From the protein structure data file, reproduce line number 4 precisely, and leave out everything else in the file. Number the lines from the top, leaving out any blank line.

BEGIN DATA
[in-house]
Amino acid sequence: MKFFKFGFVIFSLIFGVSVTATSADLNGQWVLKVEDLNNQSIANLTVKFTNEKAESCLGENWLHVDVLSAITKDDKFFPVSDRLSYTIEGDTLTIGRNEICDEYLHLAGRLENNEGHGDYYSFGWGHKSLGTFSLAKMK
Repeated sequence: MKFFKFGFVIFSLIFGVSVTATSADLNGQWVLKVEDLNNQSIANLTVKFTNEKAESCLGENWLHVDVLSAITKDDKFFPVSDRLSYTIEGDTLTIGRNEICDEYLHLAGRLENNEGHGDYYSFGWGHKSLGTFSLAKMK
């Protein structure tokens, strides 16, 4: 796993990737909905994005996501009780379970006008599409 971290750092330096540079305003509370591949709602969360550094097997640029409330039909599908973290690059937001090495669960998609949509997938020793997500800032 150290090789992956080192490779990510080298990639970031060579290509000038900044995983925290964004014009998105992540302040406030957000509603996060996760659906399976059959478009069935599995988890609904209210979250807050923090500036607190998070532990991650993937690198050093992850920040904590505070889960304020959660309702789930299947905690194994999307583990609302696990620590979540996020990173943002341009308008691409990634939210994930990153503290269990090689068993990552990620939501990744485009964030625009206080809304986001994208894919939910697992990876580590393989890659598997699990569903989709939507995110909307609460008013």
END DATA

């Protein structure tokens, strides 16, 4: 796993990737909905994005996501009780379970006008599409 971290750092330096540079305003509370591949709602969360550094097997640029409330039909599908973290690059937001090495669960998609949509997938020793997500800032 150290090789992956080192490779990510080298990639970031060579290509000038900044995983925290964004014009998105992540302040406030957000509603996060996760659906399976059959478009069935599995988890609904209210979250807050923090500036607190998070532990991650993937690198050093992850920040904590505070889960304020959660309702789930299947905690194994999307583990609302696990620590979540996020990173943002341009308008691409990634939210994930990153503290269990090689068993990552990620939501990744485009964030625009206080809304986001994208894919939910697992990876580590393989890659598997699990569903989709939507995110909307609460008013």